Dolphins linebacker Nick Buoniconti recovered a fumble from giving his team a significant scoring opportunity in the fourth quarter. But Kansas City took the ball right back when safety Jim Lynch intercepted Griese’s pass on the Chiefs 9-yard line. Kansas City then stormed 91 yards, including a 63-yard completion from Dawson to rookie receiver Elmo Wright to retake the lead, 24–17, with Podolak’s 3-yard touchdown run. Miami struck right back as Griese completed passes to Warfield for gains of 17 and 26 yards before finishing the 71-yard drive with a 5-yard touchdown pass to Fleming, tying the game at 24 with 1:25 left in regulation. Podolak returned the ensuing kickoff 78 yards to the Dolphins 22-yard line before being shoved out of bounds by Miami’s Curtis Johnson, giving Stenerud a chance to win the game for the Chiefs in the final minute of regulation. But he missed the field goal attempt from 31 yards, and the game went into overtime.

Kansas City took the opening kickoff of the first overtime period, and Podolak returned it to the 46-yard line. Kansas City drove into scoring range, but Stenerud’s 42-yard field goal attempt was blocked. Yepremian also tried a 52-yard field goal later in the period but missed. As the first overtime period ended, Dolphins safety Jake Scott intercepted a pass from Dawson on the Chiefs 46. But the team was unable to move the ball and had to punt. Following a Kansas City punt, Csonka’s 29-yard run set up Yepremian’s game-winning score.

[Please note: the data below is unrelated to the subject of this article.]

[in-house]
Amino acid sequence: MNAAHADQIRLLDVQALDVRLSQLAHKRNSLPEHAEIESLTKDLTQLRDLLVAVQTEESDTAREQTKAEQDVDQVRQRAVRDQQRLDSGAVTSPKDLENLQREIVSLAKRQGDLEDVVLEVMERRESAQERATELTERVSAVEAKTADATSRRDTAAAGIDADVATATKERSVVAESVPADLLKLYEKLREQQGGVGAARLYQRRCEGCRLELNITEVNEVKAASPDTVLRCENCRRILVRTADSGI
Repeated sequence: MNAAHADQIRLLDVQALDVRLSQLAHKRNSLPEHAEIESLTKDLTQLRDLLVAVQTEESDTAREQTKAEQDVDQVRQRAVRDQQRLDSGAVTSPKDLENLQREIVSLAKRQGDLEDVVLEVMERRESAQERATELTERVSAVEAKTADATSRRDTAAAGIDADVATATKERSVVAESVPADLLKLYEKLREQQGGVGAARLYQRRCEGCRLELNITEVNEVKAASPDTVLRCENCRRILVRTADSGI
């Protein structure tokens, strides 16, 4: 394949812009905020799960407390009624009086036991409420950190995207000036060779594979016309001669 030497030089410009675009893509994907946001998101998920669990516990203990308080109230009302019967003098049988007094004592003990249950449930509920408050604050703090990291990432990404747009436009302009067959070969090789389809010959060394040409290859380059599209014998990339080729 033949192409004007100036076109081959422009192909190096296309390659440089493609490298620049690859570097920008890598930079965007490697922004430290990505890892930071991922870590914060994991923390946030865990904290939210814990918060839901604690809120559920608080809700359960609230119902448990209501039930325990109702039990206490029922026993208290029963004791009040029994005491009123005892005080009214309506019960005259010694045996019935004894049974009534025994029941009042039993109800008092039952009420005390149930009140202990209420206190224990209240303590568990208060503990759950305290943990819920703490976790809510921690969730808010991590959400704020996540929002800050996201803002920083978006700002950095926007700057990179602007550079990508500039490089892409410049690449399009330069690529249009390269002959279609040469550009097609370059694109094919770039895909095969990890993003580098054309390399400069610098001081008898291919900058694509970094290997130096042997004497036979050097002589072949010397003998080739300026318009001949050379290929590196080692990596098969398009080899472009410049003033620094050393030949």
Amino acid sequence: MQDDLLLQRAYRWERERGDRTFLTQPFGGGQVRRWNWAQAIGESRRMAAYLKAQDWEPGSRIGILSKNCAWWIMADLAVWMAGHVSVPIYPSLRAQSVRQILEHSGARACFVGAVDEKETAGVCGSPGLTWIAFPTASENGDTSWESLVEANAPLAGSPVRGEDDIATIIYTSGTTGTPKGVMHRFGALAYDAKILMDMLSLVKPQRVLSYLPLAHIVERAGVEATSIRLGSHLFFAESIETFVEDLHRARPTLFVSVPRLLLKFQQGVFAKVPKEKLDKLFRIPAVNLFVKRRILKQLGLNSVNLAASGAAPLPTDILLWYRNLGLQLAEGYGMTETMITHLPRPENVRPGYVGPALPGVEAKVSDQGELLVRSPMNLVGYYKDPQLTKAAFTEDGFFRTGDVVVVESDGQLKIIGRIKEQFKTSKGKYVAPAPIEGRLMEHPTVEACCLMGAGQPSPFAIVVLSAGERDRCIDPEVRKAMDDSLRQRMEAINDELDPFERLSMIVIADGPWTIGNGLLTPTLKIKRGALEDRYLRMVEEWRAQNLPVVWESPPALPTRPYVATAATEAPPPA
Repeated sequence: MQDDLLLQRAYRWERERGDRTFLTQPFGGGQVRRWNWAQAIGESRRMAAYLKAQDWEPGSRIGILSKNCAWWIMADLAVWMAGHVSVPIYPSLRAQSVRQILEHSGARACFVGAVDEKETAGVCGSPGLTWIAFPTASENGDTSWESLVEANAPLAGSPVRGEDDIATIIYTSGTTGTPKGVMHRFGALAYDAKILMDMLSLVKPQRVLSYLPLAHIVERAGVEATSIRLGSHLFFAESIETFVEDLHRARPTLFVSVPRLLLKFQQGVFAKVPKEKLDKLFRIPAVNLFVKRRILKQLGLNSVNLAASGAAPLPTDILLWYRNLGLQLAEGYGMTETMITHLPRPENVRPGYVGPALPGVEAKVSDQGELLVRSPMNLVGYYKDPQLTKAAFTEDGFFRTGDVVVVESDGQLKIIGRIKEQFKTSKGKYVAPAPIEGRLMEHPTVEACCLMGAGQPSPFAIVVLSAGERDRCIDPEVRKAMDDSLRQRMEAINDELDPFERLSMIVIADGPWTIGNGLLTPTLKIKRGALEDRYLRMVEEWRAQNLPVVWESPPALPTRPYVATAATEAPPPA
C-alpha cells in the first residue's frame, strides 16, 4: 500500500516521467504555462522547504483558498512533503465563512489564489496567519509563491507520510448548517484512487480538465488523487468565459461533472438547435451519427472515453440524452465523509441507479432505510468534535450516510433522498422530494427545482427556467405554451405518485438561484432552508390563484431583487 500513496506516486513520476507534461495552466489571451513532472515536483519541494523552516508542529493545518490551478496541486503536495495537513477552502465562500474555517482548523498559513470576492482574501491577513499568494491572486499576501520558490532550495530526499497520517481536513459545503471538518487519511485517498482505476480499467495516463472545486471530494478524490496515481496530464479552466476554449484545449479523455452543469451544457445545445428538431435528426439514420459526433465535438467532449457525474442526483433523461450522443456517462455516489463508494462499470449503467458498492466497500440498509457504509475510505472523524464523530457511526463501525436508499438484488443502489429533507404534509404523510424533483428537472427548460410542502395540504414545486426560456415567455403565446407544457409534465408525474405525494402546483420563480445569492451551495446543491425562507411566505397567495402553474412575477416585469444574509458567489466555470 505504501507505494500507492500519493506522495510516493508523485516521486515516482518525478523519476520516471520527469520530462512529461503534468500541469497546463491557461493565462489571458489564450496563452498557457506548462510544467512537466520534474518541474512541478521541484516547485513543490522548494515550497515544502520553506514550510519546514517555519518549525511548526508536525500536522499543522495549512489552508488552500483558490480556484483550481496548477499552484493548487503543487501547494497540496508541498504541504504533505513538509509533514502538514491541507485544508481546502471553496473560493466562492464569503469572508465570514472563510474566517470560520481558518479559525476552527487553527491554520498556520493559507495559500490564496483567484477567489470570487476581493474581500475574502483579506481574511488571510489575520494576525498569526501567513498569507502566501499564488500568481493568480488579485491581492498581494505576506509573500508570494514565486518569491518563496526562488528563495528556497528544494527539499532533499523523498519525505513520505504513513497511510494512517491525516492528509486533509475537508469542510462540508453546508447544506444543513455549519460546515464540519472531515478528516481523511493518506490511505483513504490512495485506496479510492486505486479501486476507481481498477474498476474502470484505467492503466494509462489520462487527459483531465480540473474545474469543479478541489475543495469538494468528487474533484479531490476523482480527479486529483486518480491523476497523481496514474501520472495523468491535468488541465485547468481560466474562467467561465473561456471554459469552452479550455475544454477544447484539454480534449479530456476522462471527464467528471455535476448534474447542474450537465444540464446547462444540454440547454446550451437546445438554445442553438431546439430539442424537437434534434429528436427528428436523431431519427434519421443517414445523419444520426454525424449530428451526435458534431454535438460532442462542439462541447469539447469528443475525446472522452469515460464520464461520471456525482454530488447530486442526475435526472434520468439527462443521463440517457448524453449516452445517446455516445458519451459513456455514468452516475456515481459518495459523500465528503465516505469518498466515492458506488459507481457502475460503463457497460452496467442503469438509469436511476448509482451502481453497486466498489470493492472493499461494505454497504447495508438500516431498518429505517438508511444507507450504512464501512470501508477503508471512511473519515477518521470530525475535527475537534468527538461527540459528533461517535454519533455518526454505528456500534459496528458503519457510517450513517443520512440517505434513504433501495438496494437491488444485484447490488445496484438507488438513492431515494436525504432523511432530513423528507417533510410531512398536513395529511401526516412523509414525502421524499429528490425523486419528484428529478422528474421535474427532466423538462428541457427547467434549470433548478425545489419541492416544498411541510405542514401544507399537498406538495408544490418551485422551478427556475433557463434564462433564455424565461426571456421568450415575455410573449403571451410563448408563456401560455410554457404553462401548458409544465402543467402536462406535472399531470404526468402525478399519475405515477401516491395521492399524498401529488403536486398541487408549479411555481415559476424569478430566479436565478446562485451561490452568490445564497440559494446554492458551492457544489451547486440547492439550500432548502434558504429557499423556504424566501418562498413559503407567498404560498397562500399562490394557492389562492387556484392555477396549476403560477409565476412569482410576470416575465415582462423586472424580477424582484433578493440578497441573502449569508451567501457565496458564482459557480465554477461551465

“I don’t think anyone playing in a big game, a monumental game like that, had a day like Eddie Podolak had,” said Chiefs coach Hank Stram after the game. In this game, Podolak’s 350 all-purpose yards (8 receptions for 110 yards, 17 carries for 85 yards, three kickoff returns for 154 yards, two punt returns for two yards) remain an NFL playoff record and is still the fourth-highest total in NFL history. Chiefs running back Wendell Hayes added 100 rushing yards, while Wright caught three passes for 104 yards. Dolphins receiver Paul Warfield finished with seven receptions for a career postseason high 140 yards, while Dolphins linebacker Nick Buoniconti racked up 20 tackles.